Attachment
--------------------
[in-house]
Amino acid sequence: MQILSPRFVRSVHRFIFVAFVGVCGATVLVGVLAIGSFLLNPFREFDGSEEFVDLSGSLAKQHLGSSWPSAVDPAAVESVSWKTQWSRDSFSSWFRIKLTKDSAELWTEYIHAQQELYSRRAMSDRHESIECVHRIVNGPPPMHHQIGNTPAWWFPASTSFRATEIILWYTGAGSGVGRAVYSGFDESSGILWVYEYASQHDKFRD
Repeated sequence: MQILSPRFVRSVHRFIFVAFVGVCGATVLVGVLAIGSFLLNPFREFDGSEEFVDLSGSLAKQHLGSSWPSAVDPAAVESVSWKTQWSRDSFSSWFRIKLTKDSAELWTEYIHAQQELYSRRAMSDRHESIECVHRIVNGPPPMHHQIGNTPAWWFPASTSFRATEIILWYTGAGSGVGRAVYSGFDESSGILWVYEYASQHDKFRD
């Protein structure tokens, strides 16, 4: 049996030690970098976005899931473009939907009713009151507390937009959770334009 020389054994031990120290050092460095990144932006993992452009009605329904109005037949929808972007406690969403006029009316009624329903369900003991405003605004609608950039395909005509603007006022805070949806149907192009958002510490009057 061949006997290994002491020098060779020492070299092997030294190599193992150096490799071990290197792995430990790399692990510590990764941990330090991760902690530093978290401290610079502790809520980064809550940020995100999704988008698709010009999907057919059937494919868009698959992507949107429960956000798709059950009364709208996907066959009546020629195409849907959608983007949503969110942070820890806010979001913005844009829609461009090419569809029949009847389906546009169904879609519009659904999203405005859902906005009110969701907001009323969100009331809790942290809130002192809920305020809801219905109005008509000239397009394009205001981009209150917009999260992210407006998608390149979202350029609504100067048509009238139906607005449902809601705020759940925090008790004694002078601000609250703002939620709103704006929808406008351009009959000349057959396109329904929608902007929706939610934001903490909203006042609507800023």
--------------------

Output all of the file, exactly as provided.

[in-house]
Amino acid sequence: MQILSPRFVRSVHRFIFVAFVGVCGATVLVGVLAIGSFLLNPFREFDGSEEFVDLSGSLAKQHLGSSWPSAVDPAAVESVSWKTQWSRDSFSSWFRIKLTKDSAELWTEYIHAQQELYSRRAMSDRHESIECVHRIVNGPPPMHHQIGNTPAWWFPASTSFRATEIILWYTGAGSGVGRAVYSGFDESSGILWVYEYASQHDKFRD
Repeated sequence: MQILSPRFVRSVHRFIFVAFVGVCGATVLVGVLAIGSFLLNPFREFDGSEEFVDLSGSLAKQHLGSSWPSAVDPAAVESVSWKTQWSRDSFSSWFRIKLTKDSAELWTEYIHAQQELYSRRAMSDRHESIECVHRIVNGPPPMHHQIGNTPAWWFPASTSFRATEIILWYTGAGSGVGRAVYSGFDESSGILWVYEYASQHDKFRD
């Protein structure tokens, strides 16, 4: 049996030690970098976005899931473009939907009713009151507390937009959770334009 020389054994031990120290050092460095990144932006993992452009009605329904109005037949929808972007406690969403006029009316009624329903369900003991405003605004609608950039395909005509603007006022805070949806149907192009958002510490009057 061949006997290994002491020098060779020492070299092997030294190599193992150096490799071990290197792995430990790399692990510590990764941990330090991760902690530093978290401290610079502790809520980064809550940020995100999704988008698709010009999907057919059937494919868009698959992507949107429960956000798709059950009364709208996907066959009546020629195409849907959608983007949503969110942070820890806010979001913005844009829609461009090419569809029949009847389906546009169904879609519009659904999203405005859902906005009110969701907001009323969100009331809790942290809130002192809920305020809801219905109005008509000239397009394009205001981009209150917009999260992210407006998608390149979202350029609504100067048509009238139906607005449902809601705020759940925090008790004694002078601000609250703002939620709103704006929808406008351009009959000349057959396109329904929608902007929706939610934001903490909203006042609507800023």